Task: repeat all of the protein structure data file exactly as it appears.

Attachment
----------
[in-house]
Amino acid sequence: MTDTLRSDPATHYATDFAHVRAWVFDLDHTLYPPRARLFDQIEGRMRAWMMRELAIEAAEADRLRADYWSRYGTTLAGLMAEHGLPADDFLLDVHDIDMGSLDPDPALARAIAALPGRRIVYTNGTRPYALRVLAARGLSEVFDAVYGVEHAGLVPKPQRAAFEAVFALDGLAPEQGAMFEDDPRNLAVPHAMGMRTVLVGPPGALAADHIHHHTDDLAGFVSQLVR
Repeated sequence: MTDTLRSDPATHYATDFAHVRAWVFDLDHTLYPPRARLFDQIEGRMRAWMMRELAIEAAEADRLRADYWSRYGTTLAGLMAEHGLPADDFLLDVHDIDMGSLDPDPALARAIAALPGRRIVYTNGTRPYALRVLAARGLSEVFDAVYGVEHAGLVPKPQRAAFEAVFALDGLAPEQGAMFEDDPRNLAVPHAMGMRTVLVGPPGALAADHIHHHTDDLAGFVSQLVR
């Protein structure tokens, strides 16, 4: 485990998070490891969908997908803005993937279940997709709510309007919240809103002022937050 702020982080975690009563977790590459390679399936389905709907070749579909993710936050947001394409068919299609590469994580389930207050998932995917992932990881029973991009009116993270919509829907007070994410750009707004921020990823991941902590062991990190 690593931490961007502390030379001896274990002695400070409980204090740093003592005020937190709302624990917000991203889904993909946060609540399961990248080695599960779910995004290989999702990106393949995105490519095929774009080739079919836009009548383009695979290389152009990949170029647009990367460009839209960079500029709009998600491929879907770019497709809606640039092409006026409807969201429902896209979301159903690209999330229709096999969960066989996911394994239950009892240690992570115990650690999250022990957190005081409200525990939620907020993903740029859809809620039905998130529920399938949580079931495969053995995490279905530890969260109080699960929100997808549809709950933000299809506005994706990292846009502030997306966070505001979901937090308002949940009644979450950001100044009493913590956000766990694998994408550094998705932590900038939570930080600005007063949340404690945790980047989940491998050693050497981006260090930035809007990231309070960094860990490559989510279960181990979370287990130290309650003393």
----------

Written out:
[in-house]
Amino acid sequence: MTDTLRSDPATHYATDFAHVRAWVFDLDHTLYPPRARLFDQIEGRMRAWMMRELAIEAAEADRLRADYWSRYGTTLAGLMAEHGLPADDFLLDVHDIDMGSLDPDPALARAIAALPGRRIVYTNGTRPYALRVLAARGLSEVFDAVYGVEHAGLVPKPQRAAFEAVFALDGLAPEQGAMFEDDPRNLAVPHAMGMRTVLVGPPGALAADHIHHHTDDLAGFVSQLVR
Repeated sequence: MTDTLRSDPATHYATDFAHVRAWVFDLDHTLYPPRARLFDQIEGRMRAWMMRELAIEAAEADRLRADYWSRYGTTLAGLMAEHGLPADDFLLDVHDIDMGSLDPDPALARAIAALPGRRIVYTNGTRPYALRVLAARGLSEVFDAVYGVEHAGLVPKPQRAAFEAVFALDGLAPEQGAMFEDDPRNLAVPHAMGMRTVLVGPPGALAADHIHHHTDDLAGFVSQLVR
């Protein structure tokens, strides 16, 4: 485990998070490891969908997908803005993937279940997709709510309007919240809103002022937050 702020982080975690009563977790590459390679399936389905709907070749579909993710936050947001394409068919299609590469994580389930207050998932995917992932990881029973991009009116993270919509829907007070994410750009707004921020990823991941902590062991990190 690593931490961007502390030379001896274990002695400070409980204090740093003592005020937190709302624990917000991203889904993909946060609540399961990248080695599960779910995004290989999702990106393949995105490519095929774009080739079919836009009548383009695979290389152009990949170029647009990367460009839209960079500029709009998600491929879907770019497709809606640039092409006026409807969201429902896209979301159903690209999330229709096999969960066989996911394994239950009892240690992570115990650690999250022990957190005081409200525990939620907020993903740029859809809620039905998130529920399938949580079931495969053995995490279905530890969260109080699960929100997808549809709950933000299809506005994706990292846009502030997306966070505001979901937090308002949940009644979450950001100044009493913590956000766990694998994408550094998705932590900038939570930080600005007063949340404690945790980047989940491998050693050497981006260090930035809007990231309070960094860990490559989510279960181990979370287990130290309650003393």